Before the


CFTC Docket No. 95-R 151




The complainants Harish and Indra Pal commenced this reparation proceeding in September 1995 by filing a complaint alleging damages in excess of $1.2 million proximately caused by respondents' violations of the Commodity Exchange Act ("Act"). The respondents generally denied wrongdoing, and asserted defenses, and respondent Refco, Inc. ("Refco") counterclaimed for approximately $347,000 plus costs, attorneys' fees, and interest due to a debit balance in the Pals' account. The ALJ dismissed the Pals' complaint for a failure of proof and granted Refco's counterclaim to the extent of the debit balance plus interest. The ALJ denied Refco an award of costs and attorneys' fees.(1)

The Pals appeal the dismissal of their complaint and the award of the counterclaim against them. Refco appeals on the issues of costs and attorneys' fees.(2) For the reasons discussed, we affirm the ALJ's liability determination and his award of damages against the Pals,(3) but we reverse the ALJ's denial of an award of attorneys' fees and costs to Refco.

The ALJ denied Refco's counterclaim for attorneys' fees and costs. Refco's counterclaim for fees and costs is based upon a clause in its customer agreement with the Pals which provides for the recovery of fees and costs in connection with a deficit balance in their account.(4) The ALJ declined to apply this provision of the customer agreement and ruled that Commission Rule 12.314(c), 17 C.F.R. 12.314(c) (1997), permits an award of attorneys' fees and costs "only when the losing party acts in bad faith during the course of the adjudication." Pal, 26, 945 at 44,580. We disagree.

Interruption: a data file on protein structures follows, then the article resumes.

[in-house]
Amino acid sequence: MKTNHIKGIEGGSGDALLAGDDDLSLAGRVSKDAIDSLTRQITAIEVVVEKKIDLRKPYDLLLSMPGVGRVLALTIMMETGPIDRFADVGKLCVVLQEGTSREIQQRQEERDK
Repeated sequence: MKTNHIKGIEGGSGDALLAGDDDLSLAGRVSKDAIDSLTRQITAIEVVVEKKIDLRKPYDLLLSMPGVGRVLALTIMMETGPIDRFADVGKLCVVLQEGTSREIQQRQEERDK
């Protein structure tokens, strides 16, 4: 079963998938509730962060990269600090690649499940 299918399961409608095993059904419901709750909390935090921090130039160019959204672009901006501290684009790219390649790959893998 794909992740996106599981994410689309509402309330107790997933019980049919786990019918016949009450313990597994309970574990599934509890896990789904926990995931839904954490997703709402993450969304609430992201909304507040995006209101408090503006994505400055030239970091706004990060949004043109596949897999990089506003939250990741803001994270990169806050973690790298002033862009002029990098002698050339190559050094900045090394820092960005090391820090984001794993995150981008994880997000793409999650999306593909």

The American rule governs an award of attorneys' fees in reparation proceedings. Sherwood v. Madda Trading Co., [1977-1980 Transfer Binder] Comm. Fut. L. Rep. (CCH) 20,728 at 23,025 (CFTC Jan. 5, 1979) (applying the American rule in Alyeska Pipeline Service Co. v. Wilderness Society, 421 U.S. 240 (1975), as the standard governing awards of attorneys' fees in Commission reparation proceedings). In Sherwood, we adopted the American rule in the context of an award of attorneys' fees against a party that had engaged in litigation-related misconduct in the reparation forum. This appeal presents the question whether the American rule shall also apply in reparation proceedings to permit the award of attorneys' fees and costs pursuant to a contractual agreement between the parties.

Our analysis begins with the general proposition of law that in federal court under the American rule attorneys' fees may be awarded pursuant to an enforceable contract. Alyeska, 421 U.S. at 257. Just as we follow the American rule in assessing attorneys' fee awards for litigation-related misconduct in the reparation forum, we hereby adopt that same rule as the standard governing our award of contractually based counterclaims for attorneys' fees.

In 1974, Congress granted the Commission jurisdiction in reparation proceedings to adjudicate customer account debit balance counterclaims arising under state law. See CFTC v. Schor, 478 U.S. 833, 857 (1986). Implicit in that authority was the jurisdiction to adjudicate a demand for attorneys' fees incidental to the deficit balance claim under the customer account agreement. Indeed, the rules governing the reparation process expressly state that an ALJ may award reasonable attorneys' fees and costs (including the cost of instituting the proceeding) when warranted as a matter of law. See Rule 12.314(c).